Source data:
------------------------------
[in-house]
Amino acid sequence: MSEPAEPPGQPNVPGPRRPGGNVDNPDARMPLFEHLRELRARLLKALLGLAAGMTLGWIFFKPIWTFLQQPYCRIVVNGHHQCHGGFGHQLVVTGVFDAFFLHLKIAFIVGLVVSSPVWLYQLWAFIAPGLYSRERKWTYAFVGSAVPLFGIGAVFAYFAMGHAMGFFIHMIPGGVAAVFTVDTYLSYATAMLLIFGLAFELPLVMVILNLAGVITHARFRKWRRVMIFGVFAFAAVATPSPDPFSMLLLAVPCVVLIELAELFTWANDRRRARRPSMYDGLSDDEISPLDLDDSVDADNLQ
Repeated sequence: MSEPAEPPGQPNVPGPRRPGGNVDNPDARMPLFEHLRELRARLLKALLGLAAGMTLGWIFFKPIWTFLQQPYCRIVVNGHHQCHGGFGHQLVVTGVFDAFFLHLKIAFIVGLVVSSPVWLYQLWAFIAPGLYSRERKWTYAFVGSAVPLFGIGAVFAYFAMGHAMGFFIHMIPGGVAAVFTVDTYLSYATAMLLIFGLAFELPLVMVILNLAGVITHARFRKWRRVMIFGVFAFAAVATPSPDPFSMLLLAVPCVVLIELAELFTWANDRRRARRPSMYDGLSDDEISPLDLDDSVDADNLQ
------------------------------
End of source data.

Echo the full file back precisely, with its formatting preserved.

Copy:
[in-house]
Amino acid sequence: MSEPAEPPGQPNVPGPRRPGGNVDNPDARMPLFEHLRELRARLLKALLGLAAGMTLGWIFFKPIWTFLQQPYCRIVVNGHHQCHGGFGHQLVVTGVFDAFFLHLKIAFIVGLVVSSPVWLYQLWAFIAPGLYSRERKWTYAFVGSAVPLFGIGAVFAYFAMGHAMGFFIHMIPGGVAAVFTVDTYLSYATAMLLIFGLAFELPLVMVILNLAGVITHARFRKWRRVMIFGVFAFAAVATPSPDPFSMLLLAVPCVVLIELAELFTWANDRRRARRPSMYDGLSDDEISPLDLDDSVDADNLQ
Repeated sequence: MSEPAEPPGQPNVPGPRRPGGNVDNPDARMPLFEHLRELRARLLKALLGLAAGMTLGWIFFKPIWTFLQQPYCRIVVNGHHQCHGGFGHQLVVTGVFDAFFLHLKIAFIVGLVVSSPVWLYQLWAFIAPGLYSRERKWTYAFVGSAVPLFGIGAVFAYFAMGHAMGFFIHMIPGGVAAVFTVDTYLSYATAMLLIFGLAFELPLVMVILNLAGVITHARFRKWRRVMIFGVFAFAAVATPSPDPFSMLLLAVPCVVLIELAELFTWANDRRRARRPSMYDGLSDDEISPLDLDDSVDADNLQ